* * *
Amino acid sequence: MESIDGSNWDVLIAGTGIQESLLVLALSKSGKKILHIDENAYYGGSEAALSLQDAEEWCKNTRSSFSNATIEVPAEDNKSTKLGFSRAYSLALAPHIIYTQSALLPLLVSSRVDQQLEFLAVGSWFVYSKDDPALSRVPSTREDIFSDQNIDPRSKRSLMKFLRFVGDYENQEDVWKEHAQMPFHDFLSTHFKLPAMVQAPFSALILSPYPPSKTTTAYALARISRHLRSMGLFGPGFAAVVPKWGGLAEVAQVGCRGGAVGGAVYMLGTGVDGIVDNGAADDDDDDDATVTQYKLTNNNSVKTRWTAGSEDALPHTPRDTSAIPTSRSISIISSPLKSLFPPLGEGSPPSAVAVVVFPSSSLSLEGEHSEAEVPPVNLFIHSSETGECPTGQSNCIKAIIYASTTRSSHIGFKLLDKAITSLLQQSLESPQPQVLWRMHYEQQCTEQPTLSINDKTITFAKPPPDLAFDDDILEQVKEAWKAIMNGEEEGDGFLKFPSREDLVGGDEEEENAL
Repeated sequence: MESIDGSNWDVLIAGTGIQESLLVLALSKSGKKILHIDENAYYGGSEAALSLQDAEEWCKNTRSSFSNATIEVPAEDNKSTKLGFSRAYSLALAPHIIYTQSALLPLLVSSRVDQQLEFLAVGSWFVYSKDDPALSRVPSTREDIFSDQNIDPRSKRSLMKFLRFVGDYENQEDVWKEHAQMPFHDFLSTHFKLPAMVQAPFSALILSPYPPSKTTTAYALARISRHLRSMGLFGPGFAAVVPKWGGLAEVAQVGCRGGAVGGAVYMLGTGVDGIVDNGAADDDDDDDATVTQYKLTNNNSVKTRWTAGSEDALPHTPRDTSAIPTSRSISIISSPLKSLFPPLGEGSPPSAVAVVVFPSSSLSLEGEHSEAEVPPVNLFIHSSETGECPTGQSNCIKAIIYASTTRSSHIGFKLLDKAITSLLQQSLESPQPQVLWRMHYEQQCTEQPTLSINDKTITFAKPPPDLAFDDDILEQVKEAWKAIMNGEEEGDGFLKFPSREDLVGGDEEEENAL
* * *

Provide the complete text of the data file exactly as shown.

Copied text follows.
Amino acid sequence: MESIDGSNWDVLIAGTGIQESLLVLALSKSGKKILHIDENAYYGGSEAALSLQDAEEWCKNTRSSFSNATIEVPAEDNKSTKLGFSRAYSLALAPHIIYTQSALLPLLVSSRVDQQLEFLAVGSWFVYSKDDPALSRVPSTREDIFSDQNIDPRSKRSLMKFLRFVGDYENQEDVWKEHAQMPFHDFLSTHFKLPAMVQAPFSALILSPYPPSKTTTAYALARISRHLRSMGLFGPGFAAVVPKWGGLAEVAQVGCRGGAVGGAVYMLGTGVDGIVDNGAADDDDDDDATVTQYKLTNNNSVKTRWTAGSEDALPHTPRDTSAIPTSRSISIISSPLKSLFPPLGEGSPPSAVAVVVFPSSSLSLEGEHSEAEVPPVNLFIHSSETGECPTGQSNCIKAIIYASTTRSSHIGFKLLDKAITSLLQQSLESPQPQVLWRMHYEQQCTEQPTLSINDKTITFAKPPPDLAFDDDILEQVKEAWKAIMNGEEEGDGFLKFPSREDLVGGDEEEENAL
Repeated sequence: MESIDGSNWDVLIAGTGIQESLLVLALSKSGKKILHIDENAYYGGSEAALSLQDAEEWCKNTRSSFSNATIEVPAEDNKSTKLGFSRAYSLALAPHIIYTQSALLPLLVSSRVDQQLEFLAVGSWFVYSKDDPALSRVPSTREDIFSDQNIDPRSKRSLMKFLRFVGDYENQEDVWKEHAQMPFHDFLSTHFKLPAMVQAPFSALILSPYPPSKTTTAYALARISRHLRSMGLFGPGFAAVVPKWGGLAEVAQVGCRGGAVGGAVYMLGTGVDGIVDNGAADDDDDDDATVTQYKLTNNNSVKTRWTAGSEDALPHTPRDTSAIPTSRSISIISSPLKSLFPPLGEGSPPSAVAVVVFPSSSLSLEGEHSEAEVPPVNLFIHSSETGECPTGQSNCIKAIIYASTTRSSHIGFKLLDKAITSLLQQSLESPQPQVLWRMHYEQQCTEQPTLSINDKTITFAKPPPDLAFDDDILEQVKEAWKAIMNGEEEGDGFLKFPSREDLVGGDEEEENAL